In this backdrop the Fifth World Congress on Disaster Management (WCDM-2021) is being organised in New Delhi from 24 to 27 November 2021 to deliberate on three critical issues that pose the most serious challenges as well as hold the best possible promises of building resilience to disasters. These are Technology, Finance, and Capacity (TFC).


Science and technology have made significant achievements across different fields and would surely be making further breakthroughs in many crucial areas of development like health, agriculture, energy, communication etc. These can accelerate the process of implementation of the ambitious and transformative global agendas of resilient and sustainable development, if the power of technology is harnessed and applied in innovative ways to address the critical gaps in key areas.

There has been some progress in hazard, vulnerability and risk assessments at global, regional and national levels, but down scaling such assessments at local levels and communicating the risks to the last mile have remained problematic in most of the developing countries. Recent advances in geo-spatial and information and communication technologies have opened new possibilities for risk assessment and risk communication in a very cost effective manner.

Similarly, there have been significant progress in early warning of hydro-meteorological hazards like hurricanes, tropical cyclones, tornadoes, floods, heat and cold wave, avalanche, forest fires etc., but similar progress are yet to be seen for early warning of landslides, cloudbursts, etc. Flood warning in most of the developing world has not progressed beyond forecasts of rainfall and river discharge. Breakthrough in seismological research is yet to take place for early warning of earthquakes, but advance sensor-based warnings for a few seconds are possible to pre-empt damages to critical installations and loss of lives.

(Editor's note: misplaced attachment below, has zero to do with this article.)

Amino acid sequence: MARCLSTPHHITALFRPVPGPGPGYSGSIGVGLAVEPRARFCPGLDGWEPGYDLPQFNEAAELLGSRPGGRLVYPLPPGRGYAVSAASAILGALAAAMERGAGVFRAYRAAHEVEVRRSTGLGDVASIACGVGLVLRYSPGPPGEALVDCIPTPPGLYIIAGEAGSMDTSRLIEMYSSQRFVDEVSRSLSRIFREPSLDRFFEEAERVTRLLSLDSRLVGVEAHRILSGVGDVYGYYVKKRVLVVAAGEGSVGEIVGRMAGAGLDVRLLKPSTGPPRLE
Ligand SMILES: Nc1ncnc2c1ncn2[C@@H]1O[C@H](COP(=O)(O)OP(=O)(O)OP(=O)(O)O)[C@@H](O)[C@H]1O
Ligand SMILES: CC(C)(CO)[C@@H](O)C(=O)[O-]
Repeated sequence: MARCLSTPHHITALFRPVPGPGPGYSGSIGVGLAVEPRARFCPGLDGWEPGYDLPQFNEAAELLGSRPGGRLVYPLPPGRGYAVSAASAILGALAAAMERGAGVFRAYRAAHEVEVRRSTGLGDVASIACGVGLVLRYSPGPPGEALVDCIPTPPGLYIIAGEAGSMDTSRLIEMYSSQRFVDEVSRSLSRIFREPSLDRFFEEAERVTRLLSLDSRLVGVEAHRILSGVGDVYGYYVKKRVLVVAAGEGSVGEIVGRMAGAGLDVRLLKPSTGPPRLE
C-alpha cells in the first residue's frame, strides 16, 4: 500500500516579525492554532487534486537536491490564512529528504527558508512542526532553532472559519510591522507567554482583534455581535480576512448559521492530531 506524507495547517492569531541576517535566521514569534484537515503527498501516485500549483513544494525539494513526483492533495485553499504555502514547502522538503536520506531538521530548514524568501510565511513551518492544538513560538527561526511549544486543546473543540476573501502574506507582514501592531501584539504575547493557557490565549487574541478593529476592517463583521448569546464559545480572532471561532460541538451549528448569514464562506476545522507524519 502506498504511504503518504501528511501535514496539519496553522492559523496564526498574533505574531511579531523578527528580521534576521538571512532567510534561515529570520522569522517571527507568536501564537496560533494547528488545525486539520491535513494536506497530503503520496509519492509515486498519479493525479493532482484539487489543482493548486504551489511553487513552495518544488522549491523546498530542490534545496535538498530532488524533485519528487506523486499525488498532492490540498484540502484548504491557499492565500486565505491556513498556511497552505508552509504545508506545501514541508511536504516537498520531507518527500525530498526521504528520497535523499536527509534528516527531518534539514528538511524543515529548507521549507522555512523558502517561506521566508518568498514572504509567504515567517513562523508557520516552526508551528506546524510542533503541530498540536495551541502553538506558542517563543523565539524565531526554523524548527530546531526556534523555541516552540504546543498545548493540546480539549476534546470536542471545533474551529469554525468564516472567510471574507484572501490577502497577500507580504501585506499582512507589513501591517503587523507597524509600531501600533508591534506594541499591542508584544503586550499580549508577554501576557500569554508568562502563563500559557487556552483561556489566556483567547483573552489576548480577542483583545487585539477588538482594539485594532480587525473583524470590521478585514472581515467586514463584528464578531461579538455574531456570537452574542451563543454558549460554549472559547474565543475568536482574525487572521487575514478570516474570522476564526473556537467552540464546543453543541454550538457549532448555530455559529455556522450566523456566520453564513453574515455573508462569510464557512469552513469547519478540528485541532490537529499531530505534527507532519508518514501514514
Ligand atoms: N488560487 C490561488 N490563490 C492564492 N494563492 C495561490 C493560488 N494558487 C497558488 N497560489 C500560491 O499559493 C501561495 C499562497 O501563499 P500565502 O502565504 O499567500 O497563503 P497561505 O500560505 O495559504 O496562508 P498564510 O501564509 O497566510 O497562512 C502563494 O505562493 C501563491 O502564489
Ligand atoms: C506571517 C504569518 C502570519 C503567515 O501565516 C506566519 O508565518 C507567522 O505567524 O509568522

Tremendous progress has been made in developing disaster resilient technologies for construction of houses and various types of infrastructure, which can significantly reduce damage and losses, yet there are formidable challenges in complying with standards and specifications of such technologies for new constructions and retrofitting of existing stock of houses and infrastructure.

New technologies have been developed for enhancing energy and water efficiency in irrigation and for promoting resilience of agriculture during drought, flood and other extreme climatic events, but such adaptive technologies and practices are yet to be adopted on a wide scale in most of the countries. New frontiers of research have also been opened for dealing with epidemics and pandemics and for emergency health management which can significantly reduce disaster mortalities and disabilities but here again there are huge gaps between the possibilities and the realities.

Technology can certainly be a game changer in building resilience. This would require transfer and dissemination of proven technologies from the lab to land, and from the developed to the developing countries. This would also require enhanced investments on fundamental and applied research for development of new technologies for dealing with the existing and emerging risks of disasters. Various global frameworks have created mechanisms for addressing these issues. Sendai Framework has proposed creation of ‘global technology pools and global systems to share know-how, innovation and research and ensure access to technology and information on disaster risk reduction’. UN Sustainable Development Goals have called for enhancing ‘North-South, South-South and triangular regional and international cooperation on and access to science, technology and innovation and enhance knowledge sharing on mutually agreed terms, including through a global technology facilitation mechanism’. Paris Agreement on Climate Change established a Technology Mechanism for ‘strengthening cooperation for technology development and transfer at different stages of the technology cycle, with a view to improve resilience to climate change through mitigation and adaptation’.